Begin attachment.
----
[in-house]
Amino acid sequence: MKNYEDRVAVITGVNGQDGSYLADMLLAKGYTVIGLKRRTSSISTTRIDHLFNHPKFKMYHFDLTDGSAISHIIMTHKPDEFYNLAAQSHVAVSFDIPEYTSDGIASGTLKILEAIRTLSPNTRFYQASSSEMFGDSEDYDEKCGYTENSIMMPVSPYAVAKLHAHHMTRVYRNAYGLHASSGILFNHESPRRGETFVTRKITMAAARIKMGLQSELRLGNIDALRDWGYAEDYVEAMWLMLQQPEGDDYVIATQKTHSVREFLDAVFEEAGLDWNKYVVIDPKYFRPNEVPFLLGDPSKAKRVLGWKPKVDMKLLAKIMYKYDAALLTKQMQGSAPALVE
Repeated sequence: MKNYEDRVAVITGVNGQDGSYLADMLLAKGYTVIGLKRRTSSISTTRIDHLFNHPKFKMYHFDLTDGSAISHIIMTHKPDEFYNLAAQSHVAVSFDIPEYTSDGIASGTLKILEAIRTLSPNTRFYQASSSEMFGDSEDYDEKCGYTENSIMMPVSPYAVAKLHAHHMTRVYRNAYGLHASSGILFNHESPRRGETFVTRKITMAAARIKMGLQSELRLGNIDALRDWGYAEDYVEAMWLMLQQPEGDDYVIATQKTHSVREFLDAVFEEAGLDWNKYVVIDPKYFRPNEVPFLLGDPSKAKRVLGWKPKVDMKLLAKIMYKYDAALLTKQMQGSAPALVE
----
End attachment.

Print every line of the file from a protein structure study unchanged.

[in-house]
Amino acid sequence: MKNYEDRVAVITGVNGQDGSYLADMLLAKGYTVIGLKRRTSSISTTRIDHLFNHPKFKMYHFDLTDGSAISHIIMTHKPDEFYNLAAQSHVAVSFDIPEYTSDGIASGTLKILEAIRTLSPNTRFYQASSSEMFGDSEDYDEKCGYTENSIMMPVSPYAVAKLHAHHMTRVYRNAYGLHASSGILFNHESPRRGETFVTRKITMAAARIKMGLQSELRLGNIDALRDWGYAEDYVEAMWLMLQQPEGDDYVIATQKTHSVREFLDAVFEEAGLDWNKYVVIDPKYFRPNEVPFLLGDPSKAKRVLGWKPKVDMKLLAKIMYKYDAALLTKQMQGSAPALVE
Repeated sequence: MKNYEDRVAVITGVNGQDGSYLADMLLAKGYTVIGLKRRTSSISTTRIDHLFNHPKFKMYHFDLTDGSAISHIIMTHKPDEFYNLAAQSHVAVSFDIPEYTSDGIASGTLKILEAIRTLSPNTRFYQASSSEMFGDSEDYDEKCGYTENSIMMPVSPYAVAKLHAHHMTRVYRNAYGLHASSGILFNHESPRRGETFVTRKITMAAARIKMGLQSELRLGNIDALRDWGYAEDYVEAMWLMLQQPEGDDYVIATQKTHSVREFLDAVFEEAGLDWNKYVVIDPKYFRPNEVPFLLGDPSKAKRVLGWKPKVDMKLLAKIMYKYDAALLTKQMQGSAPALVE